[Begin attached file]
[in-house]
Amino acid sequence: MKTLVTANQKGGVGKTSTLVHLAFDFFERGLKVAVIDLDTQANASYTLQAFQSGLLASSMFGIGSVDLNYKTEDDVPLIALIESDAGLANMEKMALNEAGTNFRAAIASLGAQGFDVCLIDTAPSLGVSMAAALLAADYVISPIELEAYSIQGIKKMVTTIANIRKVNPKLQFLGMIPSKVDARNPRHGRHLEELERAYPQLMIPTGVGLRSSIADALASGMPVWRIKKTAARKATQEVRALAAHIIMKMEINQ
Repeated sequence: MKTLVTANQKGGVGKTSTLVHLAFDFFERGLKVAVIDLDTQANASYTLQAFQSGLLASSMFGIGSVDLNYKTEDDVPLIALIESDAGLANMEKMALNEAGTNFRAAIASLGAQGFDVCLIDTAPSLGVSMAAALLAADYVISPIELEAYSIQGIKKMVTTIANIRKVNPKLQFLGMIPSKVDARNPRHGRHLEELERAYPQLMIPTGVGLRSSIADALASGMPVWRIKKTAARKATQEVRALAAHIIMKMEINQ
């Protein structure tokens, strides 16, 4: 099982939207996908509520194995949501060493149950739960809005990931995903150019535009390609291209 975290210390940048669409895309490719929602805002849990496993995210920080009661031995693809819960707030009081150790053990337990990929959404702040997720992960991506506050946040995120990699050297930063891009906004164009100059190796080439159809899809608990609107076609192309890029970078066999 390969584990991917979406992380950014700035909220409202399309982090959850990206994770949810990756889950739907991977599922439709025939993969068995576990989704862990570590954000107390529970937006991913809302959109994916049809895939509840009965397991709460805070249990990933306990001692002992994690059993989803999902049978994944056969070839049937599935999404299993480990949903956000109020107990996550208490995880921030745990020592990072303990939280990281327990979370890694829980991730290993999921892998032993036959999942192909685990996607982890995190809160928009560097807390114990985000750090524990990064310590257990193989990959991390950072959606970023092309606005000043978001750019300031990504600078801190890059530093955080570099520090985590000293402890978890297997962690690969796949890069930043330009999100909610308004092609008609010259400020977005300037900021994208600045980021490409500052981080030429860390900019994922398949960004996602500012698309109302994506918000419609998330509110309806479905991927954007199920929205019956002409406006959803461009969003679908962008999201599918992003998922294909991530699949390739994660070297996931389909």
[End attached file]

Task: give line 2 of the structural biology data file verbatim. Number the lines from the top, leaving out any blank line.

Amino acid sequence: MKTLVTANQKGGVGKTSTLVHLAFDFFERGLKVAVIDLDTQANASYTLQAFQSGLLASSMFGIGSVDLNYKTEDDVPLIALIESDAGLANMEKMALNEAGTNFRAAIASLGAQGFDVCLIDTAPSLGVSMAAALLAADYVISPIELEAYSIQGIKKMVTTIANIRKVNPKLQFLGMIPSKVDARNPRHGRHLEELERAYPQLMIPTGVGLRSSIADALASGMPVWRIKKTAARKATQEVRALAAHIIMKMEINQ